Pirate Talk or Mermalade
I liked most things about this book. My childlike love for pirates and mermaids created my bias for the title. Using an unique concept, Pirate Talk or Mermalade is a novel written entirely in dialogue. An interesting plot is boasted: "two brothers meet a mermaid, fall into pirating, and end up in the Arctic." The quotes used in the beginning of the book are beautiful. Lastly, Terese Svoboda's writing is engaging and skilled.
What I disliked, and actually ruined the book for me, however, was its poor choice of layout. Allow me to explain. This book is written completely in "pirate talk" between two characters. This would work well if it was written like a theatrical script, listing the names next to the lines of dialogue. However, no names are ever used in this book. The next person's line is only indented as a cue for the audience. Pirate Talk or Mermalade also lacked narration of any kind. This would have been helpful while navigating its heavy speech.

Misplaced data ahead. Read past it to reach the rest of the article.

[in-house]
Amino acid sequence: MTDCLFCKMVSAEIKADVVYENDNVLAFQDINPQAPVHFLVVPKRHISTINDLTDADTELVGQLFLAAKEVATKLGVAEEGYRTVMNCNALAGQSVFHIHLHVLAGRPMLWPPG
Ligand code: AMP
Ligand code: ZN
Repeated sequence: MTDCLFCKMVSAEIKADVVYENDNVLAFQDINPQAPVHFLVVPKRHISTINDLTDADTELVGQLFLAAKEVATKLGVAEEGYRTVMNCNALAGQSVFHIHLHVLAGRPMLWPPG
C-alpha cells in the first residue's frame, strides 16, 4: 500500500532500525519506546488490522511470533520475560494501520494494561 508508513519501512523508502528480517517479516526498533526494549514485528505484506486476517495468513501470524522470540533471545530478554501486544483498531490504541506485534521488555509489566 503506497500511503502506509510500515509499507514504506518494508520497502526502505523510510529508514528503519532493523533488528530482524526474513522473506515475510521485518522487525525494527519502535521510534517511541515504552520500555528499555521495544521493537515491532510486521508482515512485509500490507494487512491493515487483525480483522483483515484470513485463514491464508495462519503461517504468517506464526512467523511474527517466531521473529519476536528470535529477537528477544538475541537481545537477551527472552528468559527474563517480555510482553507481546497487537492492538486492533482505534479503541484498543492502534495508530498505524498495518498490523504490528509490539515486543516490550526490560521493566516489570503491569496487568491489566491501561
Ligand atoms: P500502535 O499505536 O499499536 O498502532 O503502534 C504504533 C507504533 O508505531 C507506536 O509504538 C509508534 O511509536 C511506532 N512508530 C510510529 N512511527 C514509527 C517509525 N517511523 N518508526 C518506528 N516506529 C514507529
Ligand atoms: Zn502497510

It was difficult for me to read sprawling dialogue for so many pages. I was usually too concerned with figuring out who was saying what instead of paying attention to the advancement of the story. Once I figured out who was speaking, the chapter would end, sending me back to a confusing start. I felt my mind growing weary and my eyes going crossed with each page. On the back cover, it is mentioned the author specifically wrote this book for Talk Like A Pirate Day.
It seems that Pirate Talk or Mermalade is meant to be a novelty. But the book's whimsical streak turned out to be its greatest weakness. This is a shame. Everything else about the book creates the foundation for a terrific novel. With some minor editing, it could become an interesting, engaging story that is also accessible to read. In fact, I wouldn't be surprised if these brothers became something akin to Harry Potter.